Jugular venous pressure reflects right atrial pressure, which in turn equals central venous pressure and right ventricular end-diastolic pressure. JVP is best estimated from right internal jugular vein. JVP falls with loss of blood and increases with right or left heart failure, pulmonary hypertension, tricuspid stenosis, and pericardial compression or tamponade. JVP gives clues about volume status, right and left ventricular function, patency of tricuspid and pulmonary valves, pressure in pericardium, and arrhythmias. 12. Define “bruit” and explain its causes. A murmur-like sound of vascular origin in artery. Wikipedia: Bruit is the term for the unusual sound that blood makes when it rushes past an obstruction (called turbulent flow) in an artery when the sound is auscultated with the bell portion of a stethoscope. 13. Define “thrill” and identify its causes.During palpitation of carotid artery, you may detect humming vibrations, or thrills, that feel likethe throat of a purring cat. Formed by turbulence of underlying murmurs.P a l p a t i o n i s a l s o v a l u a b l e f o r d e t e c t i n g t h r i l l s , t h e t i m i n g o f S 1 a n d S 2, a n d t h e v e n t r i c u l a rm o v e m e n t s o f S 3 o r S 4.EXAMPLES OF ABNORMALITIEST h r i l l s m a y a c c o m p a n y l o u d , h a r s h , o r r u m b l i n g m u r m u r s a s i n : ao r t i c s t e n o s i s , patent ductus arteriosus, ventricular septal defect, a n d , l e s s c o m m o n l y, m i t r a l stenosis.T h e y a r e p a l p a t e d m o r e e a s i l y i n p a t i e n t p o s i t i o n s t h a t a c c e n t u a t e t h e m u r m u r.• Begin with general palpation of the chest wall. First palpate for heaves, lifts, or thrills, usingy o u r f i n g e r p a d s . H o l d t h e m f l a t o r o b l i q u e l y o n t h e b o d y s u r f a c e . Ve n t r i c u l a r i m p u l s e s m a yheave or lift your fingers.• Check for thrills, formed by the turbulence of underlying murmurs, by pressing the ball ofy o u r h a n d f i r m l y o n t h e c h e s t . I f s u b s e q u e n t a u s c u l t a t i o n r e v e a l s a l o u d m u r m u r, g o b a c k t othat area and check for thrills again.EXAMPLES OF ABNORMALITIESOn rare occasions, a patient has dextrocardia—a heart situated on the right side. The apicalimpulse will then be found on the right. If you cannot find an apical impulse, percuss for thedullness of the heart and liver and for the tympany of the stomach. In situs inversus, all threeof these structures are on opposite sides from normal. A right-sided heart with a normallyplaced liver and stomach is usually associated with congenital heart disease. 14. Define “lift” and “heave” and identify their causes.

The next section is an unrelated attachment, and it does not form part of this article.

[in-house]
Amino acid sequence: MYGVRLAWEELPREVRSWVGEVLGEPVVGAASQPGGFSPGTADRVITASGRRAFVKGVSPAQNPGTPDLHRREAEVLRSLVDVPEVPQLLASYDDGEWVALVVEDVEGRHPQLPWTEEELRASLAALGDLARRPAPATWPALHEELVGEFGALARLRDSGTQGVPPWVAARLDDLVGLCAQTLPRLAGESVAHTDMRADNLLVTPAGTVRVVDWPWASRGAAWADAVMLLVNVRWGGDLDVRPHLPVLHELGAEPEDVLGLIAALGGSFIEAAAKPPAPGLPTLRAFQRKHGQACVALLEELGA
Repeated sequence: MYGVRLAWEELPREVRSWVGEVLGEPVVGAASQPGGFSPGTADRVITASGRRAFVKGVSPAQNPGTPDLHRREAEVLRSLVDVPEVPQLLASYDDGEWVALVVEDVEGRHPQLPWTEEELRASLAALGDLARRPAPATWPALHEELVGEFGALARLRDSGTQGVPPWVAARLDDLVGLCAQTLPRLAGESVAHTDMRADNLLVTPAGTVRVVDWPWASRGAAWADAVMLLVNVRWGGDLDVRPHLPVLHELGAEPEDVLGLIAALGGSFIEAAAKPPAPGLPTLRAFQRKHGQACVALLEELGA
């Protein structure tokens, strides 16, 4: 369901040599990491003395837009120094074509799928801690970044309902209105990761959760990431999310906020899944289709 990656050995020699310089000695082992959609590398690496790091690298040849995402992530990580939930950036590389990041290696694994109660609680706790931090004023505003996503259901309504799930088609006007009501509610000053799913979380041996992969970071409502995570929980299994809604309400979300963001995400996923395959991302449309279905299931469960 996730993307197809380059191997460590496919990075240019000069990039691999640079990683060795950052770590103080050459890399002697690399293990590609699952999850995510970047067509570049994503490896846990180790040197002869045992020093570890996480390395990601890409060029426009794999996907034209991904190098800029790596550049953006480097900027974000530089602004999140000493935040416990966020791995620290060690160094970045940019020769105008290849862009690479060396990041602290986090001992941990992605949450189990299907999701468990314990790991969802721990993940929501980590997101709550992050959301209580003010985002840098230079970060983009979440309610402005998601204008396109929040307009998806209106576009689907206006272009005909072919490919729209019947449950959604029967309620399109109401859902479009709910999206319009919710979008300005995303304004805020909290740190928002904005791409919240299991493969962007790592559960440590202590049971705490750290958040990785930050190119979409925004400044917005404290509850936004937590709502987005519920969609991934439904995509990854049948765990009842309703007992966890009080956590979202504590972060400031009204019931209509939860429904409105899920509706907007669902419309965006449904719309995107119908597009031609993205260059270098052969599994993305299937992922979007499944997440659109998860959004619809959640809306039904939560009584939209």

Begin with general palpation of the chest wall. Palpate for h e a v e s , l i f t s , or t h r i l l s , using yourf i n g e r p a d s . Hold them flat or obliquely on the body surface. Ventricular impulses may heave orlift your fingers. 15. Describe the mechanisms responsible for the development of a physiologic splitting of S2. Consider the second heart sound, S2, and it s two components, A2, and P2 caused by closure of aortic and pulmonary valves. During inspiration, the right heart filling time is increased which increases ventricular stroke volume and duration of the right ventricular ejection compared with the neighboring left ventricle. This delays the closure of the pulmonary valve, P2, splitting S2 into its two audible components. During expiration, these two components fuse into a single sound, S2. P2 is relatively soft in compared to S2, and is heard best in its own area, 2nd/3rd left interspaces close to the sternum. 16. Describe the physiologic mechanisms responsible for the development of an S3 and S4.S3 - physiologic S3 occurring early in diastole during rapid ventricular filling, it is later than anopening snap, dull and low in pitch, and heard best at the apex in the left lateral decubitusposition. The bell of the stethoscope should be used with very light pressure. A pathologic S3 orventricular gallop sounds just like a physiologic S3. Arising from altered left ventricularcompliance at the end of the rapid filling phase of diastole.From Wikipedia:S3 occurs at the beginning of diastole after S2 and is lower in pitch than S1 or S2 as it is not ofvalvular origin. S3 is thought to be caused by the oscillation of blood back and forth between thewalls of the ventricles initiated by inrushing blood from the atria. The reason the third heartsound does not occur until the middle third of diastole is probably because during the early partof diastole, the ventricles are not filled sufficiently to create enough tension for reverberation. Itmay also be a result of tensing of the chordae tendineae during rapid filling and expansion of theventricle. In other words, an S3 heart sound indicates increased volume of blood within theventricle”S4 - An S4 (atrial sound or atrial gallop) occurs just before S1. It is dull, low in pitch, and heardbetter with the bell. Due to increased resistance to ventricular filling following atrial contraction.This increased resistance is related to decreased compliance (increase stiffness) of the ventricularmyocardium.From Wikipedia:“This gallop is produced by the sound of blood being forced into a stiff/hypertrophic ventricle. Itis a sign of a pathologic state, usually a failing left ventricle, but can also be heard in otherconditions such as restrictive cardiomyopathy. The sound occurs just after atrial contraction("atrial kick") at the end of diastole and immediately before S1. 17. Identify in what type of patients you would commonly hear an S3 or S4.